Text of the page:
This paper would not exist in this form without the help of Oliver Goldsmith, Liz Dunsmoor, Tara Büttner and Keiran Monk during the wave tank test. Furthermore the authors want to thank the Swedish Energy Agency (project number 40421-1), the Swedish Research Council (VR, grant number 2015-04657) and the Åforsk Foundation for funding this research. This work was supported by Stand Up for Energy.

Conflicts of Interest

The authors declare no conflict of interest.


The following abbreviations are used in this manuscript:
ANNArtificial neural network
CLCollaborative learning
CL-ANN1‘deep’ ANN used for the learnable WEC
CL-ANN2‘shallow’ ANN used for the learnable WEC
COAST laboratoryCoastal, ocean and sediment transport laboratory;
Facility at the University of Plymouth containing the wave tank
PTOPower take-off
WECWave energy converter


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Figure 1. Sketch of an energy converter array that can be used for CL.
Figure 1. Sketch of an energy converter array that can be used for CL.
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Figure 2. Block diagram of the CL control method.
Figure 2. Block diagram of the CL control method.
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Figure 3. Block diagram of the model, c is the stiffness of the spring, d the damping coefficient and m the mass.
Figure 3. Block diagram of the model, c is the stiffness of the spring, d the damping coefficient and m the mass.
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Figure 4. Number of layers and neurons for the collaborative learning network 1 (CL-ANN1).
Figure 4. Number of layers and neurons for the collaborative learning network 1 (CL-ANN1).
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Figure 5. Number of layers and neurons for the collaborative learning network 2 (CL-ANN2).
Figure 5. Number of layers and neurons for the collaborative learning network 2 (CL-ANN2).
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Figure 6. Training (above) and test (below) wave data in the applied 1:10 scale.
Figure 6. Training (above) and test (below) wave data in the applied 1:10 scale.
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Figure 7. Average absorbed power for the test wave sequence in the simulations. CL-ANN1 indicates the ‘deep’ ANN, and CL-ANN2 the ‘shallow’ ANN.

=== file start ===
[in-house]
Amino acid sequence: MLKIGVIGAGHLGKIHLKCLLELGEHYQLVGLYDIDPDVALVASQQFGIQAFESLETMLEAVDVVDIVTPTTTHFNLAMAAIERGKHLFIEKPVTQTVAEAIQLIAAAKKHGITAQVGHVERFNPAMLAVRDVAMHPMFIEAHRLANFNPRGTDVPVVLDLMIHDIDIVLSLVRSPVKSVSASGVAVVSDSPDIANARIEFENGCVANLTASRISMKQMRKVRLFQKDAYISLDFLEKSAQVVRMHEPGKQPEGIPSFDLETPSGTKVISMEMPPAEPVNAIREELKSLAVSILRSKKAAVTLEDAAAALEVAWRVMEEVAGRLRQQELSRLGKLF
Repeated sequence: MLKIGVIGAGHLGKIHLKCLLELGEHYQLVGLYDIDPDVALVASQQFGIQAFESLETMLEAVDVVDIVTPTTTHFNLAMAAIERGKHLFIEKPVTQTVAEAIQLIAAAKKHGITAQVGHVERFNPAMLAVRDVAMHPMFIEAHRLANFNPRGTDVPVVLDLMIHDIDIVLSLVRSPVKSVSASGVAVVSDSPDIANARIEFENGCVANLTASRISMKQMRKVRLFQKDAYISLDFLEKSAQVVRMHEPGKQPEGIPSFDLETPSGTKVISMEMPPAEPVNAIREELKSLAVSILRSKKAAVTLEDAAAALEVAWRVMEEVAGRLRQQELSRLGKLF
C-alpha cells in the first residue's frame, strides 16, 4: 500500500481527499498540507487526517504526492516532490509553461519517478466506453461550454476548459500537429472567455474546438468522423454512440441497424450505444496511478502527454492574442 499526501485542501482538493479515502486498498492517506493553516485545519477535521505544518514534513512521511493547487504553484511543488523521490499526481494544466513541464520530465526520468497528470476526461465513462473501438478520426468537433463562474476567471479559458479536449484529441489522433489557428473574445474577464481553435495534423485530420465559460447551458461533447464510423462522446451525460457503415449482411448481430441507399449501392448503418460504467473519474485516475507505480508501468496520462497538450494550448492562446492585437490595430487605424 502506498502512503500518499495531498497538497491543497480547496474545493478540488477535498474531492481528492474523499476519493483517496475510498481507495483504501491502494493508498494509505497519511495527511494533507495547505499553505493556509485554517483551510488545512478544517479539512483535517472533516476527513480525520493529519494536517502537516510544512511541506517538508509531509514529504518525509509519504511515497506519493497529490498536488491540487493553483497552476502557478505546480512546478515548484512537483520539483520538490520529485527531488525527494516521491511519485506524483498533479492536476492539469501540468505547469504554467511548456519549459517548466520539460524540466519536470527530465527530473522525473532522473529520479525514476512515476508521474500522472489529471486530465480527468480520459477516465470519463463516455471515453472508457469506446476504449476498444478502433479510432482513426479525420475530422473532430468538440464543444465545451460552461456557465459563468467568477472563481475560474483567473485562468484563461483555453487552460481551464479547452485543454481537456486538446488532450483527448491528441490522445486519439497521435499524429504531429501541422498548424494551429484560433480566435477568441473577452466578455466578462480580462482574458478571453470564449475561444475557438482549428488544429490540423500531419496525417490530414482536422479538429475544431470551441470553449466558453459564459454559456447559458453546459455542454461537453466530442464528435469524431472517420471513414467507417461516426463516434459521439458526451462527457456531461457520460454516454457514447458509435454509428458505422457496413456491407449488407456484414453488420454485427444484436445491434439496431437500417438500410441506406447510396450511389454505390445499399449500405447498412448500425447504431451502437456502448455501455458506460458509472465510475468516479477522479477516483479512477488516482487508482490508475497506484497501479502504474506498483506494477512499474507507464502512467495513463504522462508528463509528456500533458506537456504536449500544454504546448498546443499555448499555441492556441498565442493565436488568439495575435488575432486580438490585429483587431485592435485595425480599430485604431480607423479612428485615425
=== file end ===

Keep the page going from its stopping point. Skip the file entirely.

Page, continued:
Figure 7. Average absorbed power for the test wave sequence in the simulations. CL-ANN1 indicates the ‘deep’ ANN, and CL-ANN2 the ‘shallow’ ANN.
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Figure 8. Winning damping of both constant damping controls (orange, solid line) compared to the output for the same input of the ANN (moving average, blue dotted line). To increase readability the ANN output is represented by a moving average of 100 values.
Figure 8. Winning damping of both constant damping controls (orange, solid line) compared to the output for the same input of the ANN (moving average, blue dotted line). To increase readability the ANN output is represented by a moving average of 100 values.
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Table 1. Parameters.
Table 1. Parameters.
translator m T 6 kg
l T 0.32 m
l s 0.08 m
buoy m B 5 kg
m A 0.3 kg
S w 0.2 m 2
d B 50 Ns/m
line d R 84,000 N s m
c R 40,000 N m

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MDPI and ACS Style

Thomas, S.; Giassi, M.; Eriksson, M.; Göteman, M.; Isberg, J.; Ransley, E.; Hann, M.; Engström, J. A Model Free Control Based on Machine Learning for Energy Converters in an Array. Big Data Cogn. Comput. 2018, 2, 36.

AMA Style

Thomas S, Giassi M, Eriksson M, Göteman M, Isberg J, Ransley E, Hann M, Engström J. A Model Free Control Based on Machine Learning for Energy Converters in an Array. Big Data and Cognitive Computing. 2018; 2(4):36.

Chicago/Turabian Style

Thomas, Simon, Marianna Giassi, Mikael Eriksson, Malin Göteman, Jan Isberg, Edward Ransley, Martyn Hann, and Jens Engström. 2018. "A Model Free Control Based on Machine Learning for Energy Converters in an Array" Big Data and Cognitive Computing 2, no. 4: 36.